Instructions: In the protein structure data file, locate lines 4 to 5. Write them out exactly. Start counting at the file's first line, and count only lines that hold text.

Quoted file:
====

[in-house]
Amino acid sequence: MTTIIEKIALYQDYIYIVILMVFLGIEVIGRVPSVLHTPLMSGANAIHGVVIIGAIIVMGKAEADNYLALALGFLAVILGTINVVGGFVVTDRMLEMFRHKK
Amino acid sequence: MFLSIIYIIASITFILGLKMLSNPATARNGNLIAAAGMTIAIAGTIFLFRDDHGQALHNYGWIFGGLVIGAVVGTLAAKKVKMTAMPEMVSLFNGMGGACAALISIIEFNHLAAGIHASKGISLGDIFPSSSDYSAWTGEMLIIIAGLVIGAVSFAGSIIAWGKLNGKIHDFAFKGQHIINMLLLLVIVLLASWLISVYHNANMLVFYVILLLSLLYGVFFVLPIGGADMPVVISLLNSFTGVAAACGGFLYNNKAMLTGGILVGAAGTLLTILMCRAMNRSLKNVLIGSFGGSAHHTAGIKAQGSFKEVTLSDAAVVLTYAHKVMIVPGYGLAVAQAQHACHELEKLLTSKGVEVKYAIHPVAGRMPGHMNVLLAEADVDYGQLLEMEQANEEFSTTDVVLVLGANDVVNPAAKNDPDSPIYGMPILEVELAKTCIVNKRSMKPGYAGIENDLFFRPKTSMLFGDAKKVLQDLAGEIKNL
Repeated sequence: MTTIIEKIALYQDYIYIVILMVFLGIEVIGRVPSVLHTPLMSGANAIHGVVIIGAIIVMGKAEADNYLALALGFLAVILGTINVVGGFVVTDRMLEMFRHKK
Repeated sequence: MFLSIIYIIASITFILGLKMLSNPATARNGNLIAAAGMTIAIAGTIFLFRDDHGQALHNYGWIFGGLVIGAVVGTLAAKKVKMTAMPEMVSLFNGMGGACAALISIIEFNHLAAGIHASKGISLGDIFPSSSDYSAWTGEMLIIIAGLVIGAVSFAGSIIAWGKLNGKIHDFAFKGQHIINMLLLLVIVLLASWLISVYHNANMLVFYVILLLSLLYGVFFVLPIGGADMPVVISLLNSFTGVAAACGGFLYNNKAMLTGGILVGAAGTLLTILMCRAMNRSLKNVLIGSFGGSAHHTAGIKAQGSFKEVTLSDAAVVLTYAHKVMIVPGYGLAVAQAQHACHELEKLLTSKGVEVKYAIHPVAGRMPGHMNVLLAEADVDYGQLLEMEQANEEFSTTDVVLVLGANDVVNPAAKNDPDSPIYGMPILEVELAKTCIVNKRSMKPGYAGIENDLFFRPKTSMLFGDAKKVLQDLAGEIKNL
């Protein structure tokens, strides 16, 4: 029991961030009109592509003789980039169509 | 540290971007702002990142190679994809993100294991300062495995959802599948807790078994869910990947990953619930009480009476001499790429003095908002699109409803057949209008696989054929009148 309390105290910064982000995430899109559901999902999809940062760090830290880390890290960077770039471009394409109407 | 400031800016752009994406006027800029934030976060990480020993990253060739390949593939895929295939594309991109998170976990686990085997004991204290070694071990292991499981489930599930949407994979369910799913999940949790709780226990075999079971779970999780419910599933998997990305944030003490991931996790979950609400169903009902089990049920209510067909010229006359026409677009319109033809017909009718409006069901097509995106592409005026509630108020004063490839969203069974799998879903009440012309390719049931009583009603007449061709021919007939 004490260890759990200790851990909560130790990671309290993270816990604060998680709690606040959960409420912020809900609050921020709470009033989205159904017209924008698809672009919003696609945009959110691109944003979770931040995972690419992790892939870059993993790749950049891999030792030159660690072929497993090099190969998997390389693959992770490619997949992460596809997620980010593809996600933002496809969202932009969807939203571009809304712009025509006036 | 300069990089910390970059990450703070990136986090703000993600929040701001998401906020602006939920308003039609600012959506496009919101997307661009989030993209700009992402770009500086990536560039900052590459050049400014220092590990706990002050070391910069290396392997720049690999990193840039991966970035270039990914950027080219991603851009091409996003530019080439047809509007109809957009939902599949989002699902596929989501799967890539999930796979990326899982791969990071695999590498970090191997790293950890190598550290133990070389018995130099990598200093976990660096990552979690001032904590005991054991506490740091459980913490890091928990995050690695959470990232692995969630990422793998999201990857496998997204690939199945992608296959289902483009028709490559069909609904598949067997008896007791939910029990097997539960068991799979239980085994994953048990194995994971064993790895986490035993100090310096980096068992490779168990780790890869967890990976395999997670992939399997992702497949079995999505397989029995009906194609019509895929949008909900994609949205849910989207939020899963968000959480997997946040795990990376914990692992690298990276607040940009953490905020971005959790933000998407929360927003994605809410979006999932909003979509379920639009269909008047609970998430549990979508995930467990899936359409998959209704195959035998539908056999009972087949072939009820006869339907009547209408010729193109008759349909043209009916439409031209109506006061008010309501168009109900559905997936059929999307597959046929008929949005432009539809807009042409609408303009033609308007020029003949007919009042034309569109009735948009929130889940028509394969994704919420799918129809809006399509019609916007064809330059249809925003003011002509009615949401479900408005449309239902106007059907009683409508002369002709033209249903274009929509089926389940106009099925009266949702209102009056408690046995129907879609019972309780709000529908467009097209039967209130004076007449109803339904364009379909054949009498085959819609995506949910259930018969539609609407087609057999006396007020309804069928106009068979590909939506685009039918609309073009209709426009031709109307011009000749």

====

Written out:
Repeated sequence: MTTIIEKIALYQDYIYIVILMVFLGIEVIGRVPSVLHTPLMSGANAIHGVVIIGAIIVMGKAEADNYLALALGFLAVILGTINVVGGFVVTDRMLEMFRHKK
Repeated sequence: MFLSIIYIIASITFILGLKMLSNPATARNGNLIAAAGMTIAIAGTIFLFRDDHGQALHNYGWIFGGLVIGAVVGTLAAKKVKMTAMPEMVSLFNGMGGACAALISIIEFNHLAAGIHASKGISLGDIFPSSSDYSAWTGEMLIIIAGLVIGAVSFAGSIIAWGKLNGKIHDFAFKGQHIINMLLLLVIVLLASWLISVYHNANMLVFYVILLLSLLYGVFFVLPIGGADMPVVISLLNSFTGVAAACGGFLYNNKAMLTGGILVGAAGTLLTILMCRAMNRSLKNVLIGSFGGSAHHTAGIKAQGSFKEVTLSDAAVVLTYAHKVMIVPGYGLAVAQAQHACHELEKLLTSKGVEVKYAIHPVAGRMPGHMNVLLAEADVDYGQLLEMEQANEEFSTTDVVLVLGANDVVNPAAKNDPDSPIYGMPILEVELAKTCIVNKRSMKPGYAGIENDLFFRPKTSMLFGDAKKVLQDLAGEIKNL